One approach to solving these misregister problems involves simulating the magnetic environment of the receiver by placing pieces of metal at various locations around the deflection yoke. The size and location of the metal pieces are determined by trial and error until the misregister of the tube in the test system duplicates the misregister in the receiver. Since each type of receiver produced by each receiver manufacturer typically has its own unique magnetic field environment, it is apparent that simulating all possible receiver fields using pieces of metal is expensive, tedious and time consuming.
A method of simulating effects of magnetic field environment of a television receiver on a color television picture tube having at least two electron beams and a mosaic of recurring groups of luminescent deposits disposed on a screen. Each of the deposits are located at a nominal landing site of an associated electron beam on the screen. The method comprises the steps of placing a set of auxiliary deflection coils in predetermined spaced relation to the beams. The tube is operated to cause a raster to be scanned on the screen by at least one of the beams. The auxiliary coils are energized to cause the beam to be deflected from its nominal beam landing site by a predetermined amount in a predetermined direction within each of at least two predetermined regions of the raster, during at least one vertical field.
FIG. 1 is a combined side elevation view and functiional block diagram of one embodiment of an apparatus for simulating magnetic field effects in accordance with the invention.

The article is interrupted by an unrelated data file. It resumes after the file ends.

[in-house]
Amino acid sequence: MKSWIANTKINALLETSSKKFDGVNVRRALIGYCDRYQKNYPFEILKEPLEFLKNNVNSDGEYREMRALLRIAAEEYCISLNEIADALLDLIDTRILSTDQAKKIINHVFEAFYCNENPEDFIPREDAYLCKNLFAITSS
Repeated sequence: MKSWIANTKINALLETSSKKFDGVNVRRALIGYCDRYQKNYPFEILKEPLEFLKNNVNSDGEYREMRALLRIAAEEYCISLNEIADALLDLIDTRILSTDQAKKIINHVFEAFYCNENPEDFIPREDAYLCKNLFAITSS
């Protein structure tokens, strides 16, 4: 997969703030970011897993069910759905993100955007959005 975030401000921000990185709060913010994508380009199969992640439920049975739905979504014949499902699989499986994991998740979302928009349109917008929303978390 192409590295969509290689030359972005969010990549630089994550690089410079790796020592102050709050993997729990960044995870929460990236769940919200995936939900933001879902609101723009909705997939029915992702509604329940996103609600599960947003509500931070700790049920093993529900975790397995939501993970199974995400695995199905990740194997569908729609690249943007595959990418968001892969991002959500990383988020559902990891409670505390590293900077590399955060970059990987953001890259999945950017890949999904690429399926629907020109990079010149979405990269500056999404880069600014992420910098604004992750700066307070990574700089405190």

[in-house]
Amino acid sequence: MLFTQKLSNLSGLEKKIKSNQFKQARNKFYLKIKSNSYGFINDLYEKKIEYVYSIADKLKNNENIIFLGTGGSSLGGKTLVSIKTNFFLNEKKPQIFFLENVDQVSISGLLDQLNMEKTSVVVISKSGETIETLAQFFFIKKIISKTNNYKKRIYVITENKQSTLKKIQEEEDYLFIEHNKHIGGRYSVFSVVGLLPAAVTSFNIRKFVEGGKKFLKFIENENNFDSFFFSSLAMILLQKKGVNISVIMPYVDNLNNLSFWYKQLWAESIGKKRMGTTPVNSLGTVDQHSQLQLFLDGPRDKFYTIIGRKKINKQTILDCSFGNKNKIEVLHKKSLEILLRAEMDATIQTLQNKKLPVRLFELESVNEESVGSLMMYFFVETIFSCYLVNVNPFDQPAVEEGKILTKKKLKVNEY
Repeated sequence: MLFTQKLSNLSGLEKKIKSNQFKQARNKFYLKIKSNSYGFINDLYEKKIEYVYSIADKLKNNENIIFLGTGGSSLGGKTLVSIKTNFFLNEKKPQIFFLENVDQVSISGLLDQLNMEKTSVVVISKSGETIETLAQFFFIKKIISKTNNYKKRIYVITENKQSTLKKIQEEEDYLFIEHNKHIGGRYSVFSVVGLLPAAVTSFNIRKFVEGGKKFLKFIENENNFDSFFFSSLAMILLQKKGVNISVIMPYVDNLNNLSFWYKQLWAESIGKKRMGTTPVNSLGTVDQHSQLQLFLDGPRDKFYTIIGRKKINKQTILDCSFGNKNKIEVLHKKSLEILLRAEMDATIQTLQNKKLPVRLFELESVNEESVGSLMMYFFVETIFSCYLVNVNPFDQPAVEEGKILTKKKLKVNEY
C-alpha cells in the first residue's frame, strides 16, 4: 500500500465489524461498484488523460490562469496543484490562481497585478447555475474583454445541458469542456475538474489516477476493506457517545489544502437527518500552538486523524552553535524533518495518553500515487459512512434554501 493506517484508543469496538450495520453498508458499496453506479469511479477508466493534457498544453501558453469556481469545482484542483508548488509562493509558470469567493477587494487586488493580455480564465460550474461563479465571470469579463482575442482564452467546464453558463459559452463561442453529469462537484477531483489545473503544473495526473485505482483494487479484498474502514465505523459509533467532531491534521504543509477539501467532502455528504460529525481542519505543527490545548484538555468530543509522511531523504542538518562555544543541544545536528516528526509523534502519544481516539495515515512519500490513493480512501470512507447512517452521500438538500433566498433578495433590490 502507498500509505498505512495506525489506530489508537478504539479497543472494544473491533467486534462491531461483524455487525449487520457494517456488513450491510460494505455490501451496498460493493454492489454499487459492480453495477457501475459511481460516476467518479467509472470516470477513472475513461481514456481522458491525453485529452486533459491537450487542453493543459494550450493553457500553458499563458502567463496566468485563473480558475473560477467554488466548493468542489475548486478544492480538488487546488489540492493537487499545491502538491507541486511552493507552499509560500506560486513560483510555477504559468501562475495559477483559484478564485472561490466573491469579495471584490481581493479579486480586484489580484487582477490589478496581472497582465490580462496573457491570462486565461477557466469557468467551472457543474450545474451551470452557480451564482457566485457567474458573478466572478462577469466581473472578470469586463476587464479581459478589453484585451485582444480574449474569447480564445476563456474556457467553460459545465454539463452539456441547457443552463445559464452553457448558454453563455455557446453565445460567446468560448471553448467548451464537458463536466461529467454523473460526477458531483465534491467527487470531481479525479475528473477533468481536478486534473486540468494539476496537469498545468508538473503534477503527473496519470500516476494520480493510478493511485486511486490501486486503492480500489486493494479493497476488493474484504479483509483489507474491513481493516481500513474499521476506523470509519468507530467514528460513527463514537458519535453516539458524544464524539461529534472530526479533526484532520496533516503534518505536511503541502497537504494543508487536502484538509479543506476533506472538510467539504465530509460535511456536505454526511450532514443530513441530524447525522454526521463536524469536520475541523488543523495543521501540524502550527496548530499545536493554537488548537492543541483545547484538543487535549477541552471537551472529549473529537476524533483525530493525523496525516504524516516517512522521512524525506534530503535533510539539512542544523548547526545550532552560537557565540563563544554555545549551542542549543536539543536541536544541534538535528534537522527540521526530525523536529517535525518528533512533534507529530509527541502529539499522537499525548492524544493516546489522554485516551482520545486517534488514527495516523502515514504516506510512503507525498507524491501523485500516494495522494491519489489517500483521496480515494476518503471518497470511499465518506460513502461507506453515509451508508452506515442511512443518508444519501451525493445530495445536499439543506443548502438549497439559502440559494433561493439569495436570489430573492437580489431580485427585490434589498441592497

FIG. 2 is a partial rear view of FIG. 1 showing the operating relation of auxiliary deflection coils relative to a color picture tube in an arrangement for practicing the invention.
FIG. 3 is a front view of the picture tube showing the viewing screen schematically divided into 32 discrete regions.
FIG. 4 is a combined side elevation view and functional block diagram of an alternate embodiment of an apparatus for simulating magnetic field effects in accordance with the invention.
The method disclosed herein comprises placing a deflection yoke and color purity adjustment apparatus in operating position relative to a multi-beam color television picture tube. A set of auxiliary deflection coils are placed on opposite sides of the picture tube. The tube is then operated to cause a raster to be scanned on the viewing screen of the tube. The auxiliary coils are energized to cause the beams to be deflected from their nominal beam landing sites by a predetermined amount in a predetermined direction within each of at least two predetermined regions of the raster. These predetermined deflections are chosen to approximate deflections which are likely to be caused by the magnetic environment present in the television receiver. Color purity of the tube is then adjusted using a prior art method such as that taught by U.S. Pat. No. 3,916,437 to Barbin.